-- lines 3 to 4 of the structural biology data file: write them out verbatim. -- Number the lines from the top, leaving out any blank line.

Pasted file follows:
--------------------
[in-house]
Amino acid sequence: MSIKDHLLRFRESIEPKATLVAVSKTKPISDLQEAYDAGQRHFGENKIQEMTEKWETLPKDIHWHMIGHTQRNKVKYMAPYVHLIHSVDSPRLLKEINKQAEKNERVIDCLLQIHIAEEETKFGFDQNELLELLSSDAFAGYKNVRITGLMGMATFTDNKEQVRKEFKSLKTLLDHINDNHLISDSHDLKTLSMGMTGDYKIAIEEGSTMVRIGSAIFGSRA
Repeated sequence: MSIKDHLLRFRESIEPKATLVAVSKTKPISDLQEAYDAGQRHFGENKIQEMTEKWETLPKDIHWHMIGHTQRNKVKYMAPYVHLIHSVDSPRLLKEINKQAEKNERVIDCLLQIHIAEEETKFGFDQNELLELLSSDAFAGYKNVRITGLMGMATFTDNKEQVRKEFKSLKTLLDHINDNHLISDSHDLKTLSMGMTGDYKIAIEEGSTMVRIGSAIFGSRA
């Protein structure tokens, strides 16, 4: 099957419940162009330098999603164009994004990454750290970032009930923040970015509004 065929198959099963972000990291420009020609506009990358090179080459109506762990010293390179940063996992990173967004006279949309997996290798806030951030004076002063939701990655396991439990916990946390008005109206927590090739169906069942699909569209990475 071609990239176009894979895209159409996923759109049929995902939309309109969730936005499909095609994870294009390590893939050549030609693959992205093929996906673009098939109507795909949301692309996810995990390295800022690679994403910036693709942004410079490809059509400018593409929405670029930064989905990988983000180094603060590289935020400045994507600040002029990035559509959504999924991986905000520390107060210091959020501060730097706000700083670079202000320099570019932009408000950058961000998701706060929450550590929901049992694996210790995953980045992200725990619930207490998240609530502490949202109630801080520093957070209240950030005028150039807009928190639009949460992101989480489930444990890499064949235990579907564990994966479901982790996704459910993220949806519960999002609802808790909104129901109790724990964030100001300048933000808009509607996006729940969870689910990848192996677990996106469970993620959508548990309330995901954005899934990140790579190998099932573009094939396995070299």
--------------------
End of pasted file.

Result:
Repeated sequence: MSIKDHLLRFRESIEPKATLVAVSKTKPISDLQEAYDAGQRHFGENKIQEMTEKWETLPKDIHWHMIGHTQRNKVKYMAPYVHLIHSVDSPRLLKEINKQAEKNERVIDCLLQIHIAEEETKFGFDQNELLELLSSDAFAGYKNVRITGLMGMATFTDNKEQVRKEFKSLKTLLDHINDNHLISDSHDLKTLSMGMTGDYKIAIEEGSTMVRIGSAIFGSRA
């Protein structure tokens, strides 16, 4: 099957419940162009330098999603164009994004990454750290970032009930923040970015509004 065929198959099963972000990291420009020609506009990358090179080459109506762990010293390179940063996992990173967004006279949309997996290798806030951030004076002063939701990655396991439990916990946390008005109206927590090739169906069942699909569209990475 071609990239176009894979895209159409996923759109049929995902939309309109969730936005499909095609994870294009390590893939050549030609693959992205093929996906673009098939109507795909949301692309996810995990390295800022690679994403910036693709942004410079490809059509400018593409929405670029930064989905990988983000180094603060590289935020400045994507600040002029990035559509959504999924991986905000520390107060210091959020501060730097706000700083670079202000320099570019932009408000950058961000998701706060929450550590929901049992694996210790995953980045992200725990619930207490998240609530502490949202109630801080520093957070209240950030005028150039807009928190639009949460992101989480489930444990890499064949235990579907564990994966479901982790996704459910993220949806519960999002609802808790909104129901109790724990964030100001300048933000808009509607996006729940969870689910990848192996677990996106469970993620959508548990309330995901954005899934990140790579190998099932573009094939396995070299």